I'm always amazed by the general lack of respect Frank gets. The guy was a two time MVP in Chicago and, by and large, he's been a good citizen. I know at times he can seem to be a pud in the clubhouse and with the media. I know he's prone to foot-in-mouth disease. I know he had that whole union situation a while back. I know he's not what you would call a leader. By the same token, the guy, under enormous pressure, has kept his nose clean. No steroids, drugs, DUIs, police problems, bad posses, etc., etc.. My 12 year old got caught up in that "Big Skirt" thing a couple of years ago, and I had to explain to him that, in his prime, and at that particular time, Frank had few peers.

(Sorry, got off on a tangent there)

Thomas is far better at taking pitches and working the count. But that's not a knock on Pujols, just a tip of the cap to one of the greatest of all time in that respect.

Thomas used to hit a ton of bloop singles when he was really in his prime. Pujols will foul those off, miss them, or hit a frozen rope somewhere. That could explain the slight edge Pujols has in slugging. But Thomas is better in OPS, so the statheads would say Thomas is the better hitter.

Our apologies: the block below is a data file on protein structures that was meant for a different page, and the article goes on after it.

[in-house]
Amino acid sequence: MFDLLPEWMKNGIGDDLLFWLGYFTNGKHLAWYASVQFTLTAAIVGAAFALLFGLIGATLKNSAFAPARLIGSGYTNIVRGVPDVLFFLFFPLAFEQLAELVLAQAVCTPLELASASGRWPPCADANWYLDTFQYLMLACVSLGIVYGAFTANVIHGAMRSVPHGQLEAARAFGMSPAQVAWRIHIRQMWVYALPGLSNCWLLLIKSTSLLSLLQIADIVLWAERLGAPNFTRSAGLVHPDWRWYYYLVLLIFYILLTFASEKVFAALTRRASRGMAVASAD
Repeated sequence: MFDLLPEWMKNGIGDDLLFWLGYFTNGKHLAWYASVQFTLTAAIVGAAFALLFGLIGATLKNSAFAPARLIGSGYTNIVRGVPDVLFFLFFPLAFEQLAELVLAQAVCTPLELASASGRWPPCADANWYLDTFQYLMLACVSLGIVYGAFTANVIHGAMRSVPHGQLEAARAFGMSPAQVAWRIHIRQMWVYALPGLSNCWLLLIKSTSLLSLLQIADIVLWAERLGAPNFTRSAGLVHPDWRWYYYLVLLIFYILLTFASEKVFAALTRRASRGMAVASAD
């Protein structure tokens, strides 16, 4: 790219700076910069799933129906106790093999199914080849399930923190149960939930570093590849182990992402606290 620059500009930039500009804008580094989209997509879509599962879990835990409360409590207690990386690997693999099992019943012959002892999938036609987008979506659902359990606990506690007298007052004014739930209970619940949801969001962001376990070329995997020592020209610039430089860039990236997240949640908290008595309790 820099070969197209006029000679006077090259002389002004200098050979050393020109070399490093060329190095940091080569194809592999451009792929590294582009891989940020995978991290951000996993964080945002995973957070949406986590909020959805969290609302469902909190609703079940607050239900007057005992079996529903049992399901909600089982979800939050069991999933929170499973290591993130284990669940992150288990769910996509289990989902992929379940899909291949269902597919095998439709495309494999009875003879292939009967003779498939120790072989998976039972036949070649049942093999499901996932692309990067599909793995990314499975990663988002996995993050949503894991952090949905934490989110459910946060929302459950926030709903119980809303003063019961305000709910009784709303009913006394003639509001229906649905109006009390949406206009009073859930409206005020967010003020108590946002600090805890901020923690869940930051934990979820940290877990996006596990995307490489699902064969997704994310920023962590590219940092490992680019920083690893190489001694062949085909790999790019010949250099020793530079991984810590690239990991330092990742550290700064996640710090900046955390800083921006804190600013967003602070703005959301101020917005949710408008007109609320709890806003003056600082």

Now, Thomas didn't continue that pace for various reasons, but to answer the question I would say Thomas wins. Pujols is faster and has played in a much better lineup than Thomas did in the early 90s when he was basically all we had, so the runs and runs batted in aren't fair (nor are they ever, really). Not that Thomas played on doormat teams, but he sure as hell didn't haven Rolen, Edmonds and Walker.

bahn1225
10-22-2004, 08:28 PM
Stats Schmats.

My favorite memory of those years was being on the concourse and everyone going about their business and then Frank would have his turn at bat.

Everyone on the concourse would slowly move forward and watch his at bat.
Then, afterward, everyone would go back to what they were doing.
It was as if the people were all under the same spell and drawn to that moment in time at the plate.

ChiSox14305635
10-24-2004, 10:37 PM
Frank, in his prime hit in a time where you actually had to play smallball and not solely believe in the Earl Weaver theory of 2 on and the "3 run homer" mentality. During Frank's 2 MVP seasons, chicks didn't dig the long ball. Taking nothing away from Pujols, who is in a league by himself right now and should have a couple of MVP awards, if not for that other guy in San Francisco. But both in their prime, give me Frank. :bandance:

idseer
10-24-2004, 11:04 PM
Frank, in his prime hit in a time where you actually had to play smallball and not solely believe in the Earl Weaver theory of 2 on and the "3 run homer" mentality. During Frank's 2 MVP seasons, chicks didn't dig the long ball. Taking nothing away from Pujols, who is in a league by himself right now and should have a couple of MVP awards, if not for that other guy in San Francisco. But both in their prime, give me Frank. :bandance:
i'm thinkin pujols hasn't reached his prime yet.